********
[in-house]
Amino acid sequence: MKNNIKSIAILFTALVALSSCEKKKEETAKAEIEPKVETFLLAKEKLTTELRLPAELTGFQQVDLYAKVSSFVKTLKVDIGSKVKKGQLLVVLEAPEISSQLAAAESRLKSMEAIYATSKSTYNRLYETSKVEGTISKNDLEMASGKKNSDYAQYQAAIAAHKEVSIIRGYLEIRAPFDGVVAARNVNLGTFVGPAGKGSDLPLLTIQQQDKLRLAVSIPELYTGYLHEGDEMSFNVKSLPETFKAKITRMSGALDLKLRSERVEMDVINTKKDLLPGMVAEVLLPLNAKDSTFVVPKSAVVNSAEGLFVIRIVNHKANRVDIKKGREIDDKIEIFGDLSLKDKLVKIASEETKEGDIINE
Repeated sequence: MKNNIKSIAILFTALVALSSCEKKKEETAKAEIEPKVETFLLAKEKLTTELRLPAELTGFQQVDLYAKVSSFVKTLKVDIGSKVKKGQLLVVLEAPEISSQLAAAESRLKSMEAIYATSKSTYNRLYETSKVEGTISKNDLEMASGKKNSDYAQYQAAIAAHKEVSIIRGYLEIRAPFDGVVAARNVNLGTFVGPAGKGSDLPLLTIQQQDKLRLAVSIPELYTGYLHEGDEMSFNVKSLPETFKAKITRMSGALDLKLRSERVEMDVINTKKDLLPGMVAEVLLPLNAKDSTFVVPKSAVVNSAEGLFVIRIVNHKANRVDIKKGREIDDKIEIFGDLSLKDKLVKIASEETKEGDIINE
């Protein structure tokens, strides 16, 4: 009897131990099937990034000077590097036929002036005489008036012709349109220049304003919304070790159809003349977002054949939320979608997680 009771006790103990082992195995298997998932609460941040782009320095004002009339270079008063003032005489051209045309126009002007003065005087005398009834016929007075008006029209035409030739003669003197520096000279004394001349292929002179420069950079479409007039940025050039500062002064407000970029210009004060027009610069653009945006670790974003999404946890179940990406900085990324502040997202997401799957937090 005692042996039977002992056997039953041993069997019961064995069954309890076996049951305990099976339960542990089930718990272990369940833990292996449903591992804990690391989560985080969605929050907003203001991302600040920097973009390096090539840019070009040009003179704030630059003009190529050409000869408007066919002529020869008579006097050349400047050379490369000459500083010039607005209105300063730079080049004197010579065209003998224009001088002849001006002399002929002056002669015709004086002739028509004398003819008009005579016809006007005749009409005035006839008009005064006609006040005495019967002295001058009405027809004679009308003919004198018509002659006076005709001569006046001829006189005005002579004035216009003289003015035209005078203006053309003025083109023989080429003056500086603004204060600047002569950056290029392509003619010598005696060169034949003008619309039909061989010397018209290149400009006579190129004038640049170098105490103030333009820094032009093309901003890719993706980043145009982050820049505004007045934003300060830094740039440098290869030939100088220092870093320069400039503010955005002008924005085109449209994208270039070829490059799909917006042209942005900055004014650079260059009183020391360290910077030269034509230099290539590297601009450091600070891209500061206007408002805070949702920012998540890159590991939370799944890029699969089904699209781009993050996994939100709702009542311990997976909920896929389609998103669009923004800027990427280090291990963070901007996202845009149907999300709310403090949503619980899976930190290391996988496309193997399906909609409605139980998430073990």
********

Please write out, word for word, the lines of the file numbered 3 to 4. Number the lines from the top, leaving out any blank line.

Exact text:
Repeated sequence: MKNNIKSIAILFTALVALSSCEKKKEETAKAEIEPKVETFLLAKEKLTTELRLPAELTGFQQVDLYAKVSSFVKTLKVDIGSKVKKGQLLVVLEAPEISSQLAAAESRLKSMEAIYATSKSTYNRLYETSKVEGTISKNDLEMASGKKNSDYAQYQAAIAAHKEVSIIRGYLEIRAPFDGVVAARNVNLGTFVGPAGKGSDLPLLTIQQQDKLRLAVSIPELYTGYLHEGDEMSFNVKSLPETFKAKITRMSGALDLKLRSERVEMDVINTKKDLLPGMVAEVLLPLNAKDSTFVVPKSAVVNSAEGLFVIRIVNHKANRVDIKKGREIDDKIEIFGDLSLKDKLVKIASEETKEGDIINE
């Protein structure tokens, strides 16, 4: 009897131990099937990034000077590097036929002036005489008036012709349109220049304003919304070790159809003349977002054949939320979608997680 009771006790103990082992195995298997998932609460941040782009320095004002009339270079008063003032005489051209045309126009002007003065005087005398009834016929007075008006029209035409030739003669003197520096000279004394001349292929002179420069950079479409007039940025050039500062002064407000970029210009004060027009610069653009945006670790974003999404946890179940990406900085990324502040997202997401799957937090 005692042996039977002992056997039953041993069997019961064995069954309890076996049951305990099976339960542990089930718990272990369940833990292996449903591992804990690391989560985080969605929050907003203001991302600040920097973009390096090539840019070009040009003179704030630059003009190529050409000869408007066919002529020869008579006097050349400047050379490369000459500083010039607005209105300063730079080049004197010579065209003998224009001088002849001006002399002929002056002669015709004086002739028509004398003819008009005579016809006007005749009409005035006839008009005064006609006040005495019967002295001058009405027809004679009308003919004198018509002659006076005709001569006046001829006189005005002579004035216009003289003015035209005078203006053309003025083109023989080429003056500086603004204060600047002569950056290029392509003619010598005696060169034949003008619309039909061989010397018209290149400009006579190129004038640049170098105490103030333009820094032009093309901003890719993706980043145009982050820049505004007045934003300060830094740039440098290869030939100088220092870093320069400039503010955005002008924005085109449209994208270039070829490059799909917006042209942005900055004014650079260059009183020391360290910077030269034509230099290539590297601009450091600070891209500061206007408002805070949702920012998540890159590991939370799944890029699969089904699209781009993050996994939100709702009542311990997976909920896929389609998103669009923004800027990427280090291990963070901007996202845009149907999300709310403090949503619980899976930190290391996988496309193997399906909609409605139980998430073990």